Aston Villa 0 Bolton Wanderers 1: Anelka's tumble delivers cruel blow as Jaaskelainen excels

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The Independent Football

Bolton defy logic so often that you begin to feel there must be a reason for it. For much of yesterday's game they were outplayed by Aston Villa, but, not for the first time this season, they held out thanks to a mixture of luck and the brilliance of their goalkeeper Jussi Jaaskelainen, and then stole a late goal, not for the first time, from a Gary Speed penalty.

Gabor Kiraly, making his debut for Villa after arriving on loan from Crystal Palace as cover for Thomas Sorensen and Steven Taylor - both the victims of knee injuries - wouldn't have had a stain on his trademark grey tracksuit bottoms when, with 15 minutes remaining, Stiliyan Petrov bundled into Nicolas Anelka. The Frenchman had been a virtual spectator until then, and if his only meaningful contribution was to collapse, it was a decisive one. Speed thumped his penalty straight down the middle, as Kiraly dived to his right, and the points, unthinkably, were Bolton's.

"We got a victory we didn't deserve," the Bolton manager Sam Allardyce accepted. "We showed resilience, some brave defending, some good goalkeeping and we had a little bit of luck. We're not pleased not to have played our best, but we'll always take the victory."

"We should have won handsomely," the Villa manager Martin O'Neill declared. "We played very, very well. We were terrific. I genuinely don't remember our keeper having a save to make."

If the result seemed cruel on Villa, it was nothing to what they had put Henrik Pedersen through. It is admirable that the centre-forward is so willing to fill in at left-back, but at 31, his pace is deserting him, a fact laid bare by a turbo-charged gazelle like Gabriel Agbonlahor.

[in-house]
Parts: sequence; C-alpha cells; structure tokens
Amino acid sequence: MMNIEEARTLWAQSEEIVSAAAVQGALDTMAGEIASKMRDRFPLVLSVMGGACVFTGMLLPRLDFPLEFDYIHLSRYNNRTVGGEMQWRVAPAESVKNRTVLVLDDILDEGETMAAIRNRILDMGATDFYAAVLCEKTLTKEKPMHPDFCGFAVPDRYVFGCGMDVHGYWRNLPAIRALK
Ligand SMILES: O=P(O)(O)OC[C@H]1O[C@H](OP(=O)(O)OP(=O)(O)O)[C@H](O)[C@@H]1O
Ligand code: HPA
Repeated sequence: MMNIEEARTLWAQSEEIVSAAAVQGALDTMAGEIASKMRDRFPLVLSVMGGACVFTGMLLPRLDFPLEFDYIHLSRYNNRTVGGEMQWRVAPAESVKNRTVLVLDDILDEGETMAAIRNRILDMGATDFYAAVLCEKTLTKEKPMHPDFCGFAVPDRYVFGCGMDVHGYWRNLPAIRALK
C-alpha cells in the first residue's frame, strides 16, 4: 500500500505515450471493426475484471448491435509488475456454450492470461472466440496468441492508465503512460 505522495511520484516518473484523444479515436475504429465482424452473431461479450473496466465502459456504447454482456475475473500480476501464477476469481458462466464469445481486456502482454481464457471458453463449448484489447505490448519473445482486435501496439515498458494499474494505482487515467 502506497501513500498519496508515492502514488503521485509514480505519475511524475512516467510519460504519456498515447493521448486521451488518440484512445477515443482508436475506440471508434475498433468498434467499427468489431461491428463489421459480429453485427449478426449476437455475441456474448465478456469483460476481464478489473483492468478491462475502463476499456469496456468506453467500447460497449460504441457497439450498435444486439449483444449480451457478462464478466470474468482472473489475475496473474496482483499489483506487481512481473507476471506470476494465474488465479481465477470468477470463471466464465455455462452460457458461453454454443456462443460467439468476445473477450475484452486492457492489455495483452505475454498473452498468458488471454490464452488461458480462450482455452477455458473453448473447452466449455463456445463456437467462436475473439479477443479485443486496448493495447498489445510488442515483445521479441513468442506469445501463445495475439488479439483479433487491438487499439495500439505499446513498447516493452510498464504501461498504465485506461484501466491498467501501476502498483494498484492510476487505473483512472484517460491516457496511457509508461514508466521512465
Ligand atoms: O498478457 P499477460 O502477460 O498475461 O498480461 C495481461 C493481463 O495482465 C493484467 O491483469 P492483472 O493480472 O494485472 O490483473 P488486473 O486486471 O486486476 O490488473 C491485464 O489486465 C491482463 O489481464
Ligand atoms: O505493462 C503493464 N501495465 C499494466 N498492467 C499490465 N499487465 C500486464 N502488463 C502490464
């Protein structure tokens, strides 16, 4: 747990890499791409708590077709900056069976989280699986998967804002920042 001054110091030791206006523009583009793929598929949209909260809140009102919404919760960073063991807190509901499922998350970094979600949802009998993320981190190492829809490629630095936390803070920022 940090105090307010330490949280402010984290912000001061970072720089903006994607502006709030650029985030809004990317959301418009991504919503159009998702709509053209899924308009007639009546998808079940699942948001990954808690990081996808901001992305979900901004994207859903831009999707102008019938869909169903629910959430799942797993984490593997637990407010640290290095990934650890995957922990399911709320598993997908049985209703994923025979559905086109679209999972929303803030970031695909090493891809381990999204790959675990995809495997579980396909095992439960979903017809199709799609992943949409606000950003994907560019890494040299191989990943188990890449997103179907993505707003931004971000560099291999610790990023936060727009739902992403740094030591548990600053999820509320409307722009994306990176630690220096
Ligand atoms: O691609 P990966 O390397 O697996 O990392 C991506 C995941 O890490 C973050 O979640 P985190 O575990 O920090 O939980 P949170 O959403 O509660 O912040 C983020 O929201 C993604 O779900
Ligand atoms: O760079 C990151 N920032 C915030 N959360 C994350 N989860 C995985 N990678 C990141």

Back in the day, when he was banging them in for Silkeborg, Pedersen was affectionately known as the Carpenter after he turned up to training one day in an ill-advised pair of dungarees. Yesterday, as the 20-year-old zipped by him again and again, it appeared he had been made of wood himself.

The speed issue was perhaps predictable; what was not expected was that Agbonlahor also had the beating of Pedersen in the air. When he got above the full-back to head down Gareth Barry's cross five minutes into the second half, Craig Gardner, on as a half-time replacement for Gavin McCann, looked sure to score. Jaaskelainen, though, somehow managed to get a foot to the ball.

"I wouldn't apportion too much blame," O'Neill said. "He's just coming in; it's his first taste of first-team action, but he's been dominating reserve games. It came to him very early on and he hadn't got into the game."

As Gary Cahill sent a 30-yard drive fizzing towards the top corner 16 minutes later, the Finn pulled off an even better save, leaping up and to his left to tip the ball over the bar. "Our goalkeeper will earn you points over a season," Allardyce said. "His contribution was worth just as much as Gary Speed at the other end."

Harsher critics will blame Agbonlahor for not making more of his chances, others will praise the brilliance of Jaaskelainen. Either way, the Carpenter will look on Bolton's second victory at Villa Park in half a century with the wonder of Geppetto seeing Pinocchio come to life for the first time. It was, frankly, miraculous.